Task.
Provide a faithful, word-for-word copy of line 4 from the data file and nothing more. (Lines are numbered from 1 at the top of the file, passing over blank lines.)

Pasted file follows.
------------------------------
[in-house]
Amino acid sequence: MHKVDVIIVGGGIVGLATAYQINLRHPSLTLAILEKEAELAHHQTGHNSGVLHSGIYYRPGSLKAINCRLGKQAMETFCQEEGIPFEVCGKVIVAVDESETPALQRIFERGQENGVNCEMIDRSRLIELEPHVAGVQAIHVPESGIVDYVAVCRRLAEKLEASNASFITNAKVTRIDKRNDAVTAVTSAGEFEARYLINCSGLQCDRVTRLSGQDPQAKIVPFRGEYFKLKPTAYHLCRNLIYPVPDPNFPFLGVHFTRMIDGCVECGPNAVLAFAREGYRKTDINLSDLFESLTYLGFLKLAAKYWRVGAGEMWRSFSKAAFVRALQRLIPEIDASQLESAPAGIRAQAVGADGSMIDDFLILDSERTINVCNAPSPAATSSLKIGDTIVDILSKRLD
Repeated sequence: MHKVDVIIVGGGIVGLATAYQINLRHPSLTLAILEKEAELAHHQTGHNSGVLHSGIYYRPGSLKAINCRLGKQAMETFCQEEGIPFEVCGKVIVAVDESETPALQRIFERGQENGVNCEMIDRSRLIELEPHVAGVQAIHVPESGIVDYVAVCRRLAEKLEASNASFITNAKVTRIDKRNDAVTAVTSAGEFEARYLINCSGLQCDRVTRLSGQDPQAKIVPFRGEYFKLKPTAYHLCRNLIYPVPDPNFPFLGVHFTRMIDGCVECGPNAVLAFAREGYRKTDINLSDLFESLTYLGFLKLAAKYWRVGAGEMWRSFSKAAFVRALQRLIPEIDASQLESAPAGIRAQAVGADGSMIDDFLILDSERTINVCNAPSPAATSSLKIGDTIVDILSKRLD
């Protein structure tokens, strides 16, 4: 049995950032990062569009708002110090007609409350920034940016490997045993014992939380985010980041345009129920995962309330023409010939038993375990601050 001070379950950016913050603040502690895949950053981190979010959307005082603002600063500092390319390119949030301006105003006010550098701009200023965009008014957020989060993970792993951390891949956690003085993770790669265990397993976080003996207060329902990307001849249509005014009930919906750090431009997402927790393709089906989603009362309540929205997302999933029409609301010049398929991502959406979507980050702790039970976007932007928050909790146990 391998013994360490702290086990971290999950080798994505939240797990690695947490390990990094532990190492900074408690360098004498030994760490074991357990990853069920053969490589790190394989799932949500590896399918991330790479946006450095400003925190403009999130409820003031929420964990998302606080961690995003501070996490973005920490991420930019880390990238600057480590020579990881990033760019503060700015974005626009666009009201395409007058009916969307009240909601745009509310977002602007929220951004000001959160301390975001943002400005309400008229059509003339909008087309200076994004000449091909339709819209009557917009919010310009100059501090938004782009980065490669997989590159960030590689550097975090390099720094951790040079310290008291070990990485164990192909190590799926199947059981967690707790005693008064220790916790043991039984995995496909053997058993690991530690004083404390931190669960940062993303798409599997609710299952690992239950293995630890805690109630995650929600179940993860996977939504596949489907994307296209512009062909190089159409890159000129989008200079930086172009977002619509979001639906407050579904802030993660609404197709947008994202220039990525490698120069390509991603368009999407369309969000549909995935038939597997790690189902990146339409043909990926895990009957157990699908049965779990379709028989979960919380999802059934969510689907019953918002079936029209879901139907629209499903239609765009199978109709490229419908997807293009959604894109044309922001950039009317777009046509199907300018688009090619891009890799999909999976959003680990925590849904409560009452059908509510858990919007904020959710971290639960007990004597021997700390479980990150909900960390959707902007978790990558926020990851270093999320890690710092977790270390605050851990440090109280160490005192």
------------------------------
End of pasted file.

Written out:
């Protein structure tokens, strides 16, 4: 049995950032990062569009708002110090007609409350920034940016490997045993014992939380985010980041345009129920995962309330023409010939038993375990601050 001070379950950016913050603040502690895949950053981190979010959307005082603002600063500092390319390119949030301006105003006010550098701009200023965009008014957020989060993970792993951390891949956690003085993770790669265990397993976080003996207060329902990307001849249509005014009930919906750090431009997402927790393709089906989603009362309540929205997302999933029409609301010049398929991502959406979507980050702790039970976007932007928050909790146990 391998013994360490702290086990971290999950080798994505939240797990690695947490390990990094532990190492900074408690360098004498030994760490074991357990990853069920053969490589790190394989799932949500590896399918991330790479946006450095400003925190403009999130409820003031929420964990998302606080961690995003501070996490973005920490991420930019880390990238600057480590020579990881990033760019503060700015974005626009666009009201395409007058009916969307009240909601745009509310977002602007929220951004000001959160301390975001943002400005309400008229059509003339909008087309200076994004000449091909339709819209009557917009919010310009100059501090938004782009980065490669997989590159960030590689550097975090390099720094951790040079310290008291070990990485164990192909190590799926199947059981967690707790005693008064220790916790043991039984995995496909053997058993690991530690004083404390931190669960940062993303798409599997609710299952690992239950293995630890805690109630995650929600179940993860996977939504596949489907994307296209512009062909190089159409890159000129989008200079930086172009977002619509979001639906407050579904802030993660609404197709947008994202220039990525490698120069390509991603368009999407369309969000549909995935038939597997790690189902990146339409043909990926895990009957157990699908049965779990379709028989979960919380999802059934969510689907019953918002079936029209879901139907629209499903239609765009199978109709490229419908997807293009959604894109044309922001950039009317777009046509199907300018688009090619891009890799999909999976959003680990925590849904409560009452059908509510858990919007904020959710971290639960007990004597021997700390479980990150909900960390959707902007978790990558926020990851270093999320890690710092977790270390605050851990440090109280160490005192």